East Vail story has an early history | VailDaily.com
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East Vail story has an early history

There was an idea for a truck stop at the site now mired in controversy

A parcel in East Vail currently proposed for housing was once briefly envisioned as a truck stop, then for only limited home construction.
Daily archive photo

A currently open parcel in East Vail that has been mired in a years-long controversy was once envisioned as a truck stop.

Jim Lamont, the director of the Vail Homeowners Association, was once the town of Vail’s first community development department director.

In a telephone conversation, Lamont recalled that the truck stop idea was among the first things he was involved in, probably as a graduate intern working at the town. At the time, Interstate 70’s path wasn’t entirely set.



In addition, the new town of Vail hadn’t yet annexed the few homes in the East Vail area. Residents in that area most assuredly didn’t want a truck stop at the interchange. Putting one there would have complicated efforts to bring the area into the town’s boundaries.

In addition, the Colorado Department of Highways, the predecessor to the Colorado Department of Transportation, had purchased a good bit of land for highway right of way from Vail Associates, which became Vail Resorts in the 1990s.



Those purchases led to eventual confusion about the East Vail housing parcel’s ownership. Eagle County tax records for decades listed the state as the property owner, although the town zoned the parcel for single-family and duplex housing.

In the early 1970s, road construction was starting to change from a pure engineering exercise to a discipline that paid more attention to the environment.

Similarly, the idea of cities and towns preserving open space was in its infancy. Boulder started the trend in Colorado, Lamont said, and the idea soon found its way to Vail.

Terry Minger was Vail’s Town Manager between 1969 and 1979. Minger recalled that ideas about open space, as well as geological hazards, merged when the town created a zone district to prevent development in avalanche and mudslide areas. That’s why there are small parks on the south side of Gore Creek in East Vail.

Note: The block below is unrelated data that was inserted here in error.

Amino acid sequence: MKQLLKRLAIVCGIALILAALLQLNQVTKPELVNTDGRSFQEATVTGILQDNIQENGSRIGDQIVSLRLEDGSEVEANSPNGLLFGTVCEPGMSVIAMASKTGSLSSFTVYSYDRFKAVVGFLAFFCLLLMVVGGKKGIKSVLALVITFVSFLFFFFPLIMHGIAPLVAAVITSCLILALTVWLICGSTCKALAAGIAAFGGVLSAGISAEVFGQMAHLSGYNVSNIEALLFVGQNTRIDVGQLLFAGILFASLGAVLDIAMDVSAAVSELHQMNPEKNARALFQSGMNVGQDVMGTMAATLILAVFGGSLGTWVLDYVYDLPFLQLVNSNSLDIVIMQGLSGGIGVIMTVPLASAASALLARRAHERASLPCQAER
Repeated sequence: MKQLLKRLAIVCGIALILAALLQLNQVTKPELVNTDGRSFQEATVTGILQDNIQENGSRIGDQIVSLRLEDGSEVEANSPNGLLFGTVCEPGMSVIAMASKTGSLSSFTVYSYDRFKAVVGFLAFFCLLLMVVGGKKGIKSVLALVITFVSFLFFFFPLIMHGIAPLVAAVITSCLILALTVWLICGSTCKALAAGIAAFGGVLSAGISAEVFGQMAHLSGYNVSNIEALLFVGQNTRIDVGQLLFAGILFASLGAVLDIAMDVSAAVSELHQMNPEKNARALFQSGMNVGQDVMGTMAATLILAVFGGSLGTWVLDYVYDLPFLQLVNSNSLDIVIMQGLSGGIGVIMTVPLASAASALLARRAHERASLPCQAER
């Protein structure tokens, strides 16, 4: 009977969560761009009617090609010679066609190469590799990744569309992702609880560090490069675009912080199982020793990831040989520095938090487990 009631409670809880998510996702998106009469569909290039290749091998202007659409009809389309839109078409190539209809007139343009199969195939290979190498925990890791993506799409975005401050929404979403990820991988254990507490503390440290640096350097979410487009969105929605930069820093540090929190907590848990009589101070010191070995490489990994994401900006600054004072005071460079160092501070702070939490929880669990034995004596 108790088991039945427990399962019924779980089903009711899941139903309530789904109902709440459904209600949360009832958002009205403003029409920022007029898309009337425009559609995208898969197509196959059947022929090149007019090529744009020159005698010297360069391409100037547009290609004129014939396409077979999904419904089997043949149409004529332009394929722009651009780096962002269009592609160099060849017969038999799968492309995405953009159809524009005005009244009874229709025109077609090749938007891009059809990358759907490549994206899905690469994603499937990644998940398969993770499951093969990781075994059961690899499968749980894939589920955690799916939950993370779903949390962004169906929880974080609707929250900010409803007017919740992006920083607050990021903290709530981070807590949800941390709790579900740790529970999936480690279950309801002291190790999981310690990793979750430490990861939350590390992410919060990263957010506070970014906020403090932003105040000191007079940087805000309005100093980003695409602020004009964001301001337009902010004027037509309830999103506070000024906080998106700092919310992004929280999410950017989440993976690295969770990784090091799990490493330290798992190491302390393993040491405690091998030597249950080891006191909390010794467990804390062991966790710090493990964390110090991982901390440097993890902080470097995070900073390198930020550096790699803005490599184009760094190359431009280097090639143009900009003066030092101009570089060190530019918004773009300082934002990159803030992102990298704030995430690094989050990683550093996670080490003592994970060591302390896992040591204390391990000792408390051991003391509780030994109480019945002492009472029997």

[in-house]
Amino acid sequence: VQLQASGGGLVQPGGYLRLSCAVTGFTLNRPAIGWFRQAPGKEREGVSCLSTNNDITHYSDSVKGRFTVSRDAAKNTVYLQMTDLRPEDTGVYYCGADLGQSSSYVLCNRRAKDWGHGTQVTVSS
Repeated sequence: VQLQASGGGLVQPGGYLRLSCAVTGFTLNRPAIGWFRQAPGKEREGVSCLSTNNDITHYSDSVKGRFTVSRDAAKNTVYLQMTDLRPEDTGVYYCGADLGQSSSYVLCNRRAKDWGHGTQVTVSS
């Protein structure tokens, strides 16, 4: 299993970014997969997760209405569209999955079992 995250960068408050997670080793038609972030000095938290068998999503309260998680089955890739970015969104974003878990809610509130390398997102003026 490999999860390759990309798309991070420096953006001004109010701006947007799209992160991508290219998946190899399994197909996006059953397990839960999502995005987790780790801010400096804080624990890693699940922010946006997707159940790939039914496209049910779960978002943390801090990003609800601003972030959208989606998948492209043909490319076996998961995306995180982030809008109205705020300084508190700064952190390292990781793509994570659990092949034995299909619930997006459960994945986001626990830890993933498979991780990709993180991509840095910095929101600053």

Minger recalled that town officials in those early days “paid a lot of attention” to East Vail, in terms of building, preservation and sensitivity to wildlife.

Lamont recalled that the neighborhoods were laid out in a way to perhaps allow wildlife, including bighorn sheep, to wander relatively undisturbed around and through those neighborhoods.

Neighborhoods in East Vail were first zoned with low density with the idea that wildlife could share the area.
Gary Eno/Daily archive photo

“We wanted to keep the density really low,” Lamont recalled.

Lots in that area, primarily those north of the highway, were priced to allow local residents to buy homes, he added.

One of those early buyers was the Minger family. After renting basement space in East Vail for several years, the Mingers lived in a small East Vail home of their own for a couple of years.

All the back and forth took a toll on both town officials and those running the still-small ski company. Beaver Creek was still just an idea at the time.

“We were all so exhausted,” Lamont said, adding there was a general feeling of “letting sleeping dogs lie.”

At this point, the history of the parcel relies mostly on memory. Lamont recalled that much of the work regarding zoning and other issues was done at the staff level, not in public meetings.

But, he added, “That’s the way it happened.”

Through the years

1899: Land that includes what’s now known as the East Vail Housing Subdivision was purchased via the federal Homestead Act.

Early 1960s: The property that includes the parcel was purchased by the Trans Montane Company, the predecessor of Vail Associates.

Late 1960s: The land’s ownership was mistakenly attributed to the Colorado Department of Highways.

2015: The record was corrected and Vail Resorts asserted its ownership of the property.


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